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The Astronaut Farmer (2006; Rated Rated PG)

The Astronaut Farmer
B
 

“Nutty, but it works.”

-Richard Roeper

The Astronaut Farmer Review

The Astronaut Farmer

(2006; PG)

In theaters:
Sunday, 15 October 2006

Summary: A NASA astronaut (Thornton), forced to retire years earlier so he could save his family farm, has never give up his dream of space travel and looks to build his own rocket, despite the government's threats to stop him.

Genre:
Adventure, Drama

Director:
Michael Polish

Cast:
Billy Bob Thornton

Imagine "Field of Dreams" with a rocket ship. Well, you don't have to imagine it, because that's pretty much the deal with "The Astronaut Farmer," one of the loopiest inspirational-dreamer movies you'll ever see.

This is the kind of film where you're watching some strange madness transpiring on screen and you're thinking, "I'll bet this is a dream sequence" -- only it's not. It's just more cheery weirdness.

I mean, we're talking about a movie that opens with Billy Bob Thornton riding a horse on his sprawling Texas ranch while wearing a full astronaut's outfit, like a 7-year-old who wants to keep wearing his Halloween costume in the first few days of November. They're telling us from the start that either we can fly along with 'em or we can stay on the ground and abort our mission of taking this film seriously. Either way, they're off and running.

Perhaps recognizing that the material is brazen enough, Thornton makes the wise choice to play it straight and sincere as a middle- aged farmer named Charlie Farmer (good thing his chosen profession isn't proctology), who has a beautiful, supportive wife. She's played by Virginia Madsen, who is framed and lit as if she's the gorgeous mom in an orange juice commercial. Madsen has essentially the same role Amy Madigan played in "Field of Dreams."

Charlie also has two ever-giggling little daughters who think their dad is more magical than Santa Claus, and a teenage son who reveres his father in a way that teenage sons rarely do in movies, or for that matter, in real life.

And have I mentioned the wild-haired Bruce Dern as Charlie's father-in-law, who shows up occasionally to tell Charlie he's the greatest dad in the universe? (Charlie's kinda like George Bailey, post-hallucination.)

Just about everybody in town loves Charlie, too, even though there's a better than 50-50 chance Charlie is clinically insane.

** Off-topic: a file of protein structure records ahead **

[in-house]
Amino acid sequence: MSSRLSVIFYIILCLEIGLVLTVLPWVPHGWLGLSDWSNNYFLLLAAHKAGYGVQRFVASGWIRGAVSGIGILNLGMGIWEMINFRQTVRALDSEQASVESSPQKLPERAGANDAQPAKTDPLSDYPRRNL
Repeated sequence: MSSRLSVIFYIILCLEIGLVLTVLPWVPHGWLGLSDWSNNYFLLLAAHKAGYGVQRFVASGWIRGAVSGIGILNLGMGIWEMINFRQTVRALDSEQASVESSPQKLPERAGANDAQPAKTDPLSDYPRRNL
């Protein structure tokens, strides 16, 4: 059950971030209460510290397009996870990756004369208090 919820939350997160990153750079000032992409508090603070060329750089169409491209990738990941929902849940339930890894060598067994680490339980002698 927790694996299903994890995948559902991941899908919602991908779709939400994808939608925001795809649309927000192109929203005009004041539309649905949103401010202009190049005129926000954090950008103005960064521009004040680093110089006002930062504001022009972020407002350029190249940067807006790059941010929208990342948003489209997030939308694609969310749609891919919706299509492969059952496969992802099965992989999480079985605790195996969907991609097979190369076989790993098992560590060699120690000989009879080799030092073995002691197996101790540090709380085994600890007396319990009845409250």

You see, he's got a yearning in his heart and a rocket in the barn. That's not some NC-17 euphemism; it's the literal truth.

Ever since Charlie had to give up his goal of becoming an astronaut so he could return to the farm after his dad committed suicide, he has dreamed of blasting off to outer space. He's hell- bent on making that dream come true, even if it means losing the farm and his family as he spends every penny he has on building a full-sized, functional rocket in the barn -- and his own mission control as well, which will of course be manned by his 15-year-old son.

This is not a movie that takes time to explain how Charlie, apparently working on his own with a blowtorch and lot of trips to Home Depot, is able to construct a massive ship that would surely cost millions of dollars and would require the expertise of dozens of technicians with multiple degrees in rocket science and other fields of specialty.

This is a movie that features Bruce Willis, the new King of All- Star Cameos, as a space shuttle commander who shows up at Charlie's farm one day, downs a few beers, tells Charlie he's crazy and then laughs with cartoonishly wild glee at the sheer heart and moxie of the astronaut farmer.

You've also got the Federal Aviation Administration breathing down Charlie's neck, the worldwide media turning him into a celebrity, and lots of speeches about how a man is nothing if he doesn't have dreams. Sometimes it's played for laughs, sometimes it's played for sentiment, sometimes it's just so loopy I couldn't help chortling.

(Spoiler warning ahead!) The best part is when circumstances unwind in such a fashion that Charlie nearly dies and the rocket is destroyed -- and with the help of his family, who apparently are collectively crazier than he is, Charlie makes the decision to build and launch a second rocket.

At that point, he's officially more productive than NASA in its entirety. You'd think they'd just hire the guy and let him build rockets. They could lay off about a thousand employees and save a few bucks.

Oddly enough, this is probably only Thornton's second- most implausible space-travel movie. After all, he also appeared in "Armageddon." Thornton stars in a lot of junky movies and somehow elevates them to at least watchable junk. He has a strangely compelling presence.

Madsen probably spent about three minutes prepping for her role as the dutiful wife. That's not a knock on her; it's just an assessment of the role. She could do this sort of thing in her sleep.

The kids are all good, Willis has some nice moments, and the always-welcome character actor J.K. Simmons (he's the cigar- chomping blowhard newspaper editor in the "Spider-Man" movies) is big fun as the FAA chief who tries to ground Charlie and his rocket ship.

"The Astronaut Farmer" is written by brothers Michael and Mark Polish and directed by Michael. They could be cinematic cousins to the Coen brothers. I can't wait to see what they'll come up with next. Maybe it'll be a movie about a couple of brothers who somehow manage to get a movie made about a farmer who builds his own rocket ship.
 

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